OSWEGO, NY Ã¢â‚¬â€œ The Oswego City School District’s budget carousel continues to spin. On Tuesday night, it headed in a new direction.
The school board was looking at two options. One was basically status quo, which would save approximately $2 million but at the cost of many programs and positions. Option two saved less money but spared programs and positions. However, students would be removed from Leighton Elementary School.
Superintendent Bill Crist recommended option two; and, at its last meeting, the board approved going with that option.
Tuesday night, board member Tom DeCastro said he was still opposed to closing Leighton, or any other school. He proposed option No. three.
The board voted 6-1, with Dave White voting no, to go with DeCastro’s plan. They then voted to rescind their previous vote that approved option two.
The board’s action received a resounding applause from the many Leighton supporters that packed the board room.
According to option three:
- No schools will be closed
- Elementary class size, K-2, will be between 20 to 22 while the 3-6 will be 23 to 25 students. At that time, the board will entertain the request for additional staffing.
- No new hires at 7-12 until each teacher has the responsibility for a minimum of 110 students to a max of 125 in regular education programs.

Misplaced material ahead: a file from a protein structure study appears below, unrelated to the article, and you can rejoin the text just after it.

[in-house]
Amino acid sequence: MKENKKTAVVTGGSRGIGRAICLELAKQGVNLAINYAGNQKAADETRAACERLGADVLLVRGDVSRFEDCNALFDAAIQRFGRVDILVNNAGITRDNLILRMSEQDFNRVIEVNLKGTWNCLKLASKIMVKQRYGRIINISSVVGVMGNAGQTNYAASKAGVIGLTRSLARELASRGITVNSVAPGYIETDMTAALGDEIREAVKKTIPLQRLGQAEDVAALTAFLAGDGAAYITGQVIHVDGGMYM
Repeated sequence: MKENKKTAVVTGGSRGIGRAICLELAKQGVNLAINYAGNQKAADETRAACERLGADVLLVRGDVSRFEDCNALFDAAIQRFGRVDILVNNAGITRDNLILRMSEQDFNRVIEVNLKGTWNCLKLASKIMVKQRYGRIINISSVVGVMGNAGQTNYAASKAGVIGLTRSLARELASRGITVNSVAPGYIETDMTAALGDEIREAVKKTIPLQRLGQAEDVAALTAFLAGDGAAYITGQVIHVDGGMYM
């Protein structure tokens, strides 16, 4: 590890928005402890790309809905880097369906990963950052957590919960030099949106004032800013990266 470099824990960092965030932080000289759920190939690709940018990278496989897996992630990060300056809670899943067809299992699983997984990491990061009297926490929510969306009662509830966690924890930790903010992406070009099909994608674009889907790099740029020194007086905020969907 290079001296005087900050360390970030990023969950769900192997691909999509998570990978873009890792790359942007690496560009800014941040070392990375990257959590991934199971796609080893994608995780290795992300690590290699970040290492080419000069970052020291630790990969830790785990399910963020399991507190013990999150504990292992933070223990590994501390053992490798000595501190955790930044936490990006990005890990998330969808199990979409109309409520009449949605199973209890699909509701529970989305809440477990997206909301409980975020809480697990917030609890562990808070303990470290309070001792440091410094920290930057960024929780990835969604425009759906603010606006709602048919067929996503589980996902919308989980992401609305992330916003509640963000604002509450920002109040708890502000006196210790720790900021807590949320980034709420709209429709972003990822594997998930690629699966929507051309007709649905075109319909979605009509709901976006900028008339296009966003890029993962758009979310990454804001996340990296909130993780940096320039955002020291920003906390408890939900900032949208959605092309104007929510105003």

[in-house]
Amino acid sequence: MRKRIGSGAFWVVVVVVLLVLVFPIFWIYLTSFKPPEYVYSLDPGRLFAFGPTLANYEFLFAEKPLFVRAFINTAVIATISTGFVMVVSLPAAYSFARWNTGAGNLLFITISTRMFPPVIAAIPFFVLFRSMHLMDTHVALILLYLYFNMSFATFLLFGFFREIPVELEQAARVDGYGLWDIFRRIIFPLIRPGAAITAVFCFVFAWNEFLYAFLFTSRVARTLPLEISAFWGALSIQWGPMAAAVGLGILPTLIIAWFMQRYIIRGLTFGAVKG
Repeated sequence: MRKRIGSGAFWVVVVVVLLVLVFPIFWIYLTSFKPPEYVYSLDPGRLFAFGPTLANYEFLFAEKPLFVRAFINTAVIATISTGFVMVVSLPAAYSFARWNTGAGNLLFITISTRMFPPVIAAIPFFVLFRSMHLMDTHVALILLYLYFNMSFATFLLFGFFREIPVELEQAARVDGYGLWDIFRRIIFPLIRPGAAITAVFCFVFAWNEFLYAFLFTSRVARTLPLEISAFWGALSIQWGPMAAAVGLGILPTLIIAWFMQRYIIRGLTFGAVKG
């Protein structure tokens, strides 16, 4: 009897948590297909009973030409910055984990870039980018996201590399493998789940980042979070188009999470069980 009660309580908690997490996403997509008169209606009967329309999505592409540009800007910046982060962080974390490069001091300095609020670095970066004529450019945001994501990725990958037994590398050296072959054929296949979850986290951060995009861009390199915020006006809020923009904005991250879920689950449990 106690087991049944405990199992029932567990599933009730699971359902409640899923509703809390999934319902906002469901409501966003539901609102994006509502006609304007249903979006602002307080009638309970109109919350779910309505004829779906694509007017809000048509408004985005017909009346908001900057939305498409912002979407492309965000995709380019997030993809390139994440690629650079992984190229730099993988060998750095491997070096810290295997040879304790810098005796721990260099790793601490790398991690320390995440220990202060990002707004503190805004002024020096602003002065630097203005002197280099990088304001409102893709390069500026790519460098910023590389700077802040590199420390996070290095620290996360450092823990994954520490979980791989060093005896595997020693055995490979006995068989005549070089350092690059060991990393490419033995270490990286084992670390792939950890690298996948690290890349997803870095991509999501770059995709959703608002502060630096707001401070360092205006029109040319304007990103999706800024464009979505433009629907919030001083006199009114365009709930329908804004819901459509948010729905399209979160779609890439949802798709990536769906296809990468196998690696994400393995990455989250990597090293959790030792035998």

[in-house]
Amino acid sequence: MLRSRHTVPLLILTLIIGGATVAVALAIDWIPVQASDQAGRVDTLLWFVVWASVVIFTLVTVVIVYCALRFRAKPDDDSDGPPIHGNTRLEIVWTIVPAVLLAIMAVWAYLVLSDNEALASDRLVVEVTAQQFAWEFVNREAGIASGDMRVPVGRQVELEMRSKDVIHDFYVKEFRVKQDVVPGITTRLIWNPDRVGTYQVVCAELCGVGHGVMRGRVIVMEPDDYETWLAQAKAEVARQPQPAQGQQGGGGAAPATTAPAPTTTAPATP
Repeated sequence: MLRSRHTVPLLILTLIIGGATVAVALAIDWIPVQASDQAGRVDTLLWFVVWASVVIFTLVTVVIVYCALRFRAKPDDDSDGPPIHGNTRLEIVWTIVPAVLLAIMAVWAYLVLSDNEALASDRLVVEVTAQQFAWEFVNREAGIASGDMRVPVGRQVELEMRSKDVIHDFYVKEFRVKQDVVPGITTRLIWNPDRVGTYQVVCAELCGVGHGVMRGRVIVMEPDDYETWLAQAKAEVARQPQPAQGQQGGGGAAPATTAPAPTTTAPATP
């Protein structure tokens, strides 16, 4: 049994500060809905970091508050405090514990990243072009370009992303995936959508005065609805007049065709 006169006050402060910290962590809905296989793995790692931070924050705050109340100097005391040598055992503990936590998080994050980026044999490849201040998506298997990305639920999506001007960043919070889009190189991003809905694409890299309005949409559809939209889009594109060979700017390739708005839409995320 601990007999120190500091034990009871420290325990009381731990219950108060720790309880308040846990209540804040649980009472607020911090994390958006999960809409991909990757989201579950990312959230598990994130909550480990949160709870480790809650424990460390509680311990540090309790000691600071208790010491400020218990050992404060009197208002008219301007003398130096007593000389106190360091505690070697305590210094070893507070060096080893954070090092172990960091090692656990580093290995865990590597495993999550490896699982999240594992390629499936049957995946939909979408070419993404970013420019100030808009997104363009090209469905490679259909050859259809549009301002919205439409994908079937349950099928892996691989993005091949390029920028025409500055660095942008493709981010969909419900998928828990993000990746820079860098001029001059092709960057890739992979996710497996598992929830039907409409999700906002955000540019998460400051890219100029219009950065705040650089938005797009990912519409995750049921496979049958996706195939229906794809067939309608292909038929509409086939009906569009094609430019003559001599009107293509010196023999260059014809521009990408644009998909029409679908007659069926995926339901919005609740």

- Jobs will be reduced through retirements or employees who leave for another position outside the school district.
- Money to make up the gap and to reach a zero percent tax levy difference will come from reserves and surplus.
- Sixth grade will remain at the elementary level.
The superintendent cautioned that going in this direction, using so much of the reserves and surplus, would put the district at risk financially.
“We’re being rushed into making a decision that I don’t think that any of us are really ready to make at this time,” DeCastro said in making his proposal.
Negotiations with the nuclear plants should favor the district, he noted.
“With the passing of the 55/25 (retirement incentive for those 55 and older with 25 years of service) I am sure there is going to more high-end people that are going to be retiring. That should be a savings for us, also,” he said. “This gives us breathing room for a little over a year in which we can make a sound judgment as to what we’re going to do with our schools.”
Option two didn’t “close” a school, he pointed out, it displaced students.
“Once the toothpaste is out of the tube, you can’t put it back inside. So if we make changes now, that we’re not happy with, we’re going to look terrible,” DeCastro said. “We need to take time to do this.”
“We have more than $12 million in reserves that would cushion us,” board member John Dunsmoor added.
“This is all fundamental stuff that I have been screaming for all year,” board member Fran Hoefer said of DeCastro’s proposal.
“The only downfall to it is the fact that the community will have to realize that one year your kid might go to one school but as soon as the (class size hits the limit) you’re probably going to start seeing kids shift from one school to another,” Dunsmoor said.